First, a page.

How to increase your vehicle’s resale value
It appears that the supply chain issues we’ve suffered through in the past are beginning to resolve themselves. This means that many of us that have been holding off on buying a new vehicle (or new to us) are now auto shopping.
The resale value of a vehicle is based on what that vehicle is worth when sold in its current condition. There are quite a number of factors that affect a car’s resale value in a negative way including the car’s age, mileage, cosmetic condition, whether the prior owner was a smoker, number and severity of accidents that have occurred, etc. Even the vehicle’s color and the number of bumper stickers attached can impact the amount that will be deducted from your traded amount. But, as you would imagine, nothing affects the value of a vehicle more than neglecting needed mechanical maintenance.
The average trade in usually occurs between 30,000 and 50,000 miles of ownership. That makes sense: since an average driver puts between 10-12,000 miles on their car annually meaning they trade in a vehicle when it’s 3-5 years old. Plus, it’s a fact that the depreciation of a vehicle is accelerated at higher mileage intervals and age.
Everyone wants to get the most out of their vehicle when they go to sell or trade-in. But there’s more needed than just washing the outside if you expect to get top dollar. First impressions are important in this game. Here is the short list of things to do and check prior to selling or trading in your used vehicle:
- Top off all fluids – Check the fluids in your brake and transmission systems. This may help indicate that you’ve kept up on preventative maintenance.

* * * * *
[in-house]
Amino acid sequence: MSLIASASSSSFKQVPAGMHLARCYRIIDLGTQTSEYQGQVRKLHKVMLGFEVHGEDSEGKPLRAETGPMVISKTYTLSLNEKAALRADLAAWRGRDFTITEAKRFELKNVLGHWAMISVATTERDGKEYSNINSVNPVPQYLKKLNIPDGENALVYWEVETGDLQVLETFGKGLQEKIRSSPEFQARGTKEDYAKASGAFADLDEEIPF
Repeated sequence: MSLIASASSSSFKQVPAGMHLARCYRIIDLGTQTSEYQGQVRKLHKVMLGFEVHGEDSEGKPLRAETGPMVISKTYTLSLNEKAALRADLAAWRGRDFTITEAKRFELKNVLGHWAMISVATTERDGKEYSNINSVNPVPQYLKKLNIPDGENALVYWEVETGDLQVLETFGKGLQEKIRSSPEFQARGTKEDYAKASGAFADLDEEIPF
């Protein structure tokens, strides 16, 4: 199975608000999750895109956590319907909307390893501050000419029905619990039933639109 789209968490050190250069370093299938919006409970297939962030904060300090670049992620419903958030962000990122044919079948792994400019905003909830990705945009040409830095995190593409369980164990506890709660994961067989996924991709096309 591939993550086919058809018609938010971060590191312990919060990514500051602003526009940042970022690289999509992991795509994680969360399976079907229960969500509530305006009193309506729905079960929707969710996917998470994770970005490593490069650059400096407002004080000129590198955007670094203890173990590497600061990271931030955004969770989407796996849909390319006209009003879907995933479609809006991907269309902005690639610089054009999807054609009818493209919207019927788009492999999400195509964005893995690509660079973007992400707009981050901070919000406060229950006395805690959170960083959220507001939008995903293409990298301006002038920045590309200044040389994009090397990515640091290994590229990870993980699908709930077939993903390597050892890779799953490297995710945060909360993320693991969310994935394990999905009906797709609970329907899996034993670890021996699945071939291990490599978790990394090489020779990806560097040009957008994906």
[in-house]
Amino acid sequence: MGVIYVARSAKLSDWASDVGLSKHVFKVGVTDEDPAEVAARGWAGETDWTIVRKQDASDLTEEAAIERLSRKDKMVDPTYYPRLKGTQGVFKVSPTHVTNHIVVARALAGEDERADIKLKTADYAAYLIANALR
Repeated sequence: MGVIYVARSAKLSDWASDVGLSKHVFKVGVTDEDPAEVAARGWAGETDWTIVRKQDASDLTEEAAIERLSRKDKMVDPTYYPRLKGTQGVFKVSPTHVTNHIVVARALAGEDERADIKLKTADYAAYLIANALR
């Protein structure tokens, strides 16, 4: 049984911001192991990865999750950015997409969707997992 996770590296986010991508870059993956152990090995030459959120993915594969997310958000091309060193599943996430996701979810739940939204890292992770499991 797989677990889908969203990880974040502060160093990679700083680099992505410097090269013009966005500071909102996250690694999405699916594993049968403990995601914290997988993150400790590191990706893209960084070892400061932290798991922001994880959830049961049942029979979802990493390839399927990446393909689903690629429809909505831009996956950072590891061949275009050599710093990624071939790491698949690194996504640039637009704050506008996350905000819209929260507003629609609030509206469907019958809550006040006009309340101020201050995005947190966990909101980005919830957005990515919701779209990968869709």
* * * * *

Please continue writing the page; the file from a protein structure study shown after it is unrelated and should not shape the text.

- Check all lights - Replace any burnt out or broken bulbs and light covers.
- Fix minor blemishes – Touch up small scratches and dents, if possible. It’s cheaper to do this than you probably think it will be!
- Clean the inside – We’re talking MORE than just throwing away the empty fast-food bags; we’re talking about REALLY CLEAN! Spot clean upholstery, wash windows and mirrors, scrub the floor mats and carpet, etc. Better yet, you might want to get the inside professionally detailed.
- Know what you’ve got – Research what vehicles of similar year, make, model and condition are selling for so you’ll have some negotiating power.
- Repair mechanical problems – Or should you?...
What if your vehicle has some mechanical issues that are more than minor? Is it wise to fix them before you trade in or sell your used car?
We asked car guru Trent Pickering of Pickering’s Auto Service what you should do about mechanical problems before a trade in.
“That’s a matter of opinion, and the answer is also dependent on who you plan to market the used car to. If you’re trading in your used car at the same time you’re going to be buying new at a dealership…and if the dealer has a repair facility… they may prefer to do the major mechanical work themselves. Keeping the money for major repairs “all in the family” is exactly how dealers make big profits from buying and reselling pre-owned vehicles that are not 100% mechanically sound. Doing it this way could certainly be easier for you, but there may be a big price for that convenience.”
“On the other hand, trading in a car that needs mechanical repairs may be a disadvantage to your pocketbook as a dealer may deduct more from your trade in value than the repair would have cost at an independent auto repair facility.”
Pickering goes on to warn, “If you plan to sell your car privately, knowingly selling an unsafe vehicle could cause you liability issues in the long run. This is something I would NEVER advise!”
One more thing to note: Pickering’s Auto Service in Lakewood and Arvada, Colorado offer customers a pre-purchase vehicle inspection. If you’re purchasing a previously owned vehicle “as-is” this inspection is an easy and cost-effective way to get peace of mind so that you can make a fully informed decision prior to making the purchase. Contact Pickering’s Auto Service for more details or to make an appointment.